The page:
This 9 November 2016 Brown University video from the USA says about itself:
This video was developed by Professor Catherine Lutz, Costs of War Project Director, in collaboration with Computing and Information Services with the goal of helping learners grasp high level concepts visually.
Animation created by Yidan Zeng.
More info here.
That was two years ago. And now …
By Trévon Austin in the USA:
US has spent almost $6 trillion on wars since 2001
17 November 2018
A report released by the Watson Institute of International & Public Affairs at Brown University indicates the total sum spent on the “war on terror” is much larger than previously suggested. Professor Neta C. Crawford, the author of the study, revealed that the US government is set to spend nearly $6 trillion on post-9/11 wars by the end of the 2019 fiscal year.
In March, the Department of Defense (DoD) released a report stating the military had spent $1.5 trillion on the wars. However, the Brown University report notes the DoD’s numbers were a conservative estimate that also failed to take into account spending across other federal departments. The new estimate not only includes expenditures from the Department of Homeland Security (DHS), budget increases, and medical costs for veterans, but also interest on money borrowed to pay for the wars.
Including indirect war spending, the total amount of spending allocated since 2001 will be $4.6 trillion by the end of 2019. The report also estimates the government will be obligated to spend around $1 trillion for the future care of post 9/11 veterans until 2059. The total sum amounts to a staggering $5.993 trillion.
The study warns that continuing the multitude of US wars and interventions for another four years would cost an additional $808 billion, even if the United States were to stop such actions by 2023. The accumulated costs would likely exceed the estimated $6.7 trillion because the number of veterans will continue to grow as long as the US continues military operations.
With no end in sight, the fiscal and human cost of US wars of aggression will continue to climb. A particular concern introduced in the latest study was the US government’s reliance on deficit spending and borrowing to fund war. In 2011 it was calculated that war appropriations, if capped at $1.5 trillion, would accrue $7.9 trillion in interest. War spending has substantially increased since the estimate, and more debt accumulated, so this would only be a conservative estimate.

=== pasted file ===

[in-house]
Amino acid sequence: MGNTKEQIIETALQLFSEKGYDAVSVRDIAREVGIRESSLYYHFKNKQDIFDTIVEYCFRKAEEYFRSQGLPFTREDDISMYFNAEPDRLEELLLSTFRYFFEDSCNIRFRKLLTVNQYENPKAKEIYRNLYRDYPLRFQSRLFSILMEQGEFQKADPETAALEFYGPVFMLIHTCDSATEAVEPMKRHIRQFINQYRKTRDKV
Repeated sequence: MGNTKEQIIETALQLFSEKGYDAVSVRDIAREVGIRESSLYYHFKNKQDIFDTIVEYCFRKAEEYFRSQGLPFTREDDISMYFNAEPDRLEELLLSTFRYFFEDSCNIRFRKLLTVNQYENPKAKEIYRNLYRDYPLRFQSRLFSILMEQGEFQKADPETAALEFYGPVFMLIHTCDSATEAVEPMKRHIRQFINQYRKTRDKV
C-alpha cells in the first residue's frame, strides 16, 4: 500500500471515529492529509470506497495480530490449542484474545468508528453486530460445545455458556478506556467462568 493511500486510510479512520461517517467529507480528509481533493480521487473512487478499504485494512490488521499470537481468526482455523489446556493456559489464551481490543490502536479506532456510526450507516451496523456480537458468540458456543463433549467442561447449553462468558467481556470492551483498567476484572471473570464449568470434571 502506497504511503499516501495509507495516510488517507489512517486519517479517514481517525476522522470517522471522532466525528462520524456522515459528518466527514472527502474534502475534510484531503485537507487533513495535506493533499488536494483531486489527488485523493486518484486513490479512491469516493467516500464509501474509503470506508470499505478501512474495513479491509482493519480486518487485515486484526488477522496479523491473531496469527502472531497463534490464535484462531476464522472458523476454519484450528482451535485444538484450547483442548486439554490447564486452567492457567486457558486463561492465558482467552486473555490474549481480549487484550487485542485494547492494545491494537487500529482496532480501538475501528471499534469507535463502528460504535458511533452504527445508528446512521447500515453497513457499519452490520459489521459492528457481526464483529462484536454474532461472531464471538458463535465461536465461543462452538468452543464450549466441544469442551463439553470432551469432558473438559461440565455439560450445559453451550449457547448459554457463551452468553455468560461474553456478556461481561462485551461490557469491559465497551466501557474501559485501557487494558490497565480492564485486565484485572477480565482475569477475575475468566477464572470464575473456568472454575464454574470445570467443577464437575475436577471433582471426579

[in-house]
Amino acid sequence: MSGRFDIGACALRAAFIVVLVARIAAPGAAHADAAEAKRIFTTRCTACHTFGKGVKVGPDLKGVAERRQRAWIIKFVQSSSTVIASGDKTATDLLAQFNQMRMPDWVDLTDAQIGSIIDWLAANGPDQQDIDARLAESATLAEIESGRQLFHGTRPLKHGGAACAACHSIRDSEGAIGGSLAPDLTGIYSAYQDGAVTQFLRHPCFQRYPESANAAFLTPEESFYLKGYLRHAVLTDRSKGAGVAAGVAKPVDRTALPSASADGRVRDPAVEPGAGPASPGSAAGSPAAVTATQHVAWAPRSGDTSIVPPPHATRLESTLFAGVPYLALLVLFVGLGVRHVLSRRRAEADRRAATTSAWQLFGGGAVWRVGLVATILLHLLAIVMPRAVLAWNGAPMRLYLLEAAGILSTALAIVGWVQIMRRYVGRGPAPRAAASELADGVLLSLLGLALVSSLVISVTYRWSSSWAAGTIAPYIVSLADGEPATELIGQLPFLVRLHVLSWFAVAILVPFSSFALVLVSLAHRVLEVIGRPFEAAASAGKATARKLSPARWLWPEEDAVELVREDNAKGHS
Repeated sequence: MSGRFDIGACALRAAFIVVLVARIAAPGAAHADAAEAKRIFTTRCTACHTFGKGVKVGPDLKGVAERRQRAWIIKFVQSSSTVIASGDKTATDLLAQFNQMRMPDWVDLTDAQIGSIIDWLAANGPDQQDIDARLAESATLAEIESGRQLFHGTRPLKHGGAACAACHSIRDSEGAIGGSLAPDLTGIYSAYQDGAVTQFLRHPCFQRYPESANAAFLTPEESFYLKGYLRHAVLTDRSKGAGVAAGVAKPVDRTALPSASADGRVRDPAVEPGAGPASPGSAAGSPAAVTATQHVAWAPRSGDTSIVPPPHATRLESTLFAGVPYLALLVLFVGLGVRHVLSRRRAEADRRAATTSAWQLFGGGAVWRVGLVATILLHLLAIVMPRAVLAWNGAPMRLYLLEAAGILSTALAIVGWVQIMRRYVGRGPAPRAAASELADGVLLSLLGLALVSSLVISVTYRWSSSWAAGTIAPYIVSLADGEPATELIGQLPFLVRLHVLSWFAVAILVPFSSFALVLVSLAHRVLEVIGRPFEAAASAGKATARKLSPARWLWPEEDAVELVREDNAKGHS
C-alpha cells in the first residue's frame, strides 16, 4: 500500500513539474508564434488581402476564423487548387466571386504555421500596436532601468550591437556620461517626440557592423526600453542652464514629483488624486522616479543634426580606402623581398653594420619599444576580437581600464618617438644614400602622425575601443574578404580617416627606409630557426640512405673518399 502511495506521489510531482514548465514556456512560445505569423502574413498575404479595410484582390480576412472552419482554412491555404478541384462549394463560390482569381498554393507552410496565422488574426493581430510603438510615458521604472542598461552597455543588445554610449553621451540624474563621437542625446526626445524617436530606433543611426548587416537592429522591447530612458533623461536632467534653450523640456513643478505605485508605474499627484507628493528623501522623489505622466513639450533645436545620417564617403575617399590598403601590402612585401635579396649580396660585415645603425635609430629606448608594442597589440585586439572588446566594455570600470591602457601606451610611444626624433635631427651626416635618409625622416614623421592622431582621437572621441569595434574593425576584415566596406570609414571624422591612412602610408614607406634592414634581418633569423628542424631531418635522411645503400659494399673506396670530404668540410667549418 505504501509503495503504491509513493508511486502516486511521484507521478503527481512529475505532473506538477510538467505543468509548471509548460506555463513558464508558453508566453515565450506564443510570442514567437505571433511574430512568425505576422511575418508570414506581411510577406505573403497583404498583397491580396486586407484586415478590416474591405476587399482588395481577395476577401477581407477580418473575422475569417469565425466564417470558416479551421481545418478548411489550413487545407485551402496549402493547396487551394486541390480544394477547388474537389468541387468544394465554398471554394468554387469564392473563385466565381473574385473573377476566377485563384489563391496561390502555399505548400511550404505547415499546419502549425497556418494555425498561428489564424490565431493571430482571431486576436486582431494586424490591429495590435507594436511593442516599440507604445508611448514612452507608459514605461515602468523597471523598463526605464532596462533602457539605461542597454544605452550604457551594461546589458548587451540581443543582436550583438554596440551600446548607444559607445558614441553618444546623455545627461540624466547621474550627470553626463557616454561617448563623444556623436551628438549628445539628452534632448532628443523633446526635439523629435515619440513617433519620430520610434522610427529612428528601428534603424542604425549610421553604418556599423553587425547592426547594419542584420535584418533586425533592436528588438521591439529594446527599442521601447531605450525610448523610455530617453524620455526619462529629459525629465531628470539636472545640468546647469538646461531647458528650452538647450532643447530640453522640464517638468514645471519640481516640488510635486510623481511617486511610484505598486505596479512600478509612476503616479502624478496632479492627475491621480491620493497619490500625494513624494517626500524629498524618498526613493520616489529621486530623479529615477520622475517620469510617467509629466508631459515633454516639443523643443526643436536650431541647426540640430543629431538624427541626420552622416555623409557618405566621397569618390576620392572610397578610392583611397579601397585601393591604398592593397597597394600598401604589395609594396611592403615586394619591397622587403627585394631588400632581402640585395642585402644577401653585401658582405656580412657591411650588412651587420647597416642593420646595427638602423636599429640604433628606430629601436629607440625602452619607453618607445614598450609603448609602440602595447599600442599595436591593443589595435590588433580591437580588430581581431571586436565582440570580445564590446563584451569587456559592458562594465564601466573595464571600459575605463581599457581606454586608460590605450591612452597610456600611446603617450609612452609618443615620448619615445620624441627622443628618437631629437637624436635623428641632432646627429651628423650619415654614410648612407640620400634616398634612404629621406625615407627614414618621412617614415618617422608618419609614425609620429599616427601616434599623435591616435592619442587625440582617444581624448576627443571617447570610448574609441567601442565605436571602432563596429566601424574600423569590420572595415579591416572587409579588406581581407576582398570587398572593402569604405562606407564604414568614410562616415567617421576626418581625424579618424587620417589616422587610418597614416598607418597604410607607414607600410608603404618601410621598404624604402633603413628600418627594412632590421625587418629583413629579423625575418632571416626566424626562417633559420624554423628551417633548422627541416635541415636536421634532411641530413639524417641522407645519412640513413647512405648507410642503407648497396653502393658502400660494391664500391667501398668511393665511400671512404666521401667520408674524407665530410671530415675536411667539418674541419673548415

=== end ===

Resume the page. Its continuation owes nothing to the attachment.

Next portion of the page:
The larger $5.9 trillion estimate over three times more than the Pentagon claimed has been spent out of war-related appropriations since 9/11. The DoD estimated $1.7 trillion would be spent by the end of the 2018 fiscal year, but this lower estimate only contains a portion of all war-related budgeting and spending.
The spending allocated by Congress is not included in the Pentagon’s estimate. Congress passes budgets that increase spending on other war-related areas, particularly “overseas contingency operations (OCO)”. OCO spending directly supports the American empire’s global military operations. Along with the DoD, Congress has allocated over $2 trillion in OCO spending since 2001.
In addition to the unfathomable sums of money spent, the study estimates 370,000 lives lost from direct combat with many times more lost due to indirect consequences such as malnutrition, damaged infrastructure, and environmental degradation. Approximately 200,000 innocent civilians have been killed as well. Professor Crawford personally notes even these estimates are limited with many more likely killed due to US imperialism.
Crawford remarks, “Congress’ attitude almost seems to be that the Pentagon deserves whatever funding they ask for, no matter the cost, and regardless of whether or not this spending is efficient or wise.”
The number of veterans from the “war on terror” is also set to increase significantly. The Department of Veteran Affairs estimates the number of veterans will rise to 4.3 million by 2039. Many will return from combat severely injured or suffering mental illness, increasing the fiscal and societal toll.
The wars in the Middle East have created the largest humanitarian crisis since World War II with over 10 million refugees forced to flee their countries. Combined with the obscene amount of money spent, the wars waged by Washington and its allies highlight the crisis of capitalism. The ruling classes see no way forward other than war, but it means ruin for working people and society as a whole.